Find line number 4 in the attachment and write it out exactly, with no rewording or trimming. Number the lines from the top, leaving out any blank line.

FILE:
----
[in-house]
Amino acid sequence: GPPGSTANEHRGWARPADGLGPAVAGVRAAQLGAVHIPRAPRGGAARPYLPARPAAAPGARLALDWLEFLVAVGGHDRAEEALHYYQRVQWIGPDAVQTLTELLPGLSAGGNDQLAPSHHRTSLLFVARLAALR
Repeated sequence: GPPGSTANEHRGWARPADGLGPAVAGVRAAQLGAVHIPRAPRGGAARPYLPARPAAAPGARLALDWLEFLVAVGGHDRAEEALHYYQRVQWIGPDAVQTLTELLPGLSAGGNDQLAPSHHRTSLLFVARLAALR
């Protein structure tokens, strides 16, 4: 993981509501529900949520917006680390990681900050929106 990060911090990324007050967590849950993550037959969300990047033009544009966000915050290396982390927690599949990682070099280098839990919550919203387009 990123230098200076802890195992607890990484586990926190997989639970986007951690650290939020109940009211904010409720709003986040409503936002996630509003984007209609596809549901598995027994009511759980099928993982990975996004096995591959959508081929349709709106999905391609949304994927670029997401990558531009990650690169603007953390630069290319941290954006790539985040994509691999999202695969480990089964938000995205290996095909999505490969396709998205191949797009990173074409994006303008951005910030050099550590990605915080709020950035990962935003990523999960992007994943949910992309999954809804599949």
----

């Protein structure tokens, strides 16, 4: 993981509501529900949520917006680390990681900050929106 990060911090990324007050967590849950993550037959969300990047033009544009966000915050290396982390927690599949990682070099280098839990919550919203387009 990123230098200076802890195992607890990484586990926190997989639970986007951690650290939020109940009211904010409720709003986040409503936002996630509003984007209609596809549901598995027994009511759980099928993982990975996004096995591959959508081929349709709106999905391609949304994927670029997401990558531009990650690169603007953390630069290319941290954006790539985040994509691999999202695969480990089964938000995205290996095909999505490969396709998205191949797009990173074409994006303008951005910030050099550590990605915080709020950035990962935003990523999960992007994943949910992309999954809804599949």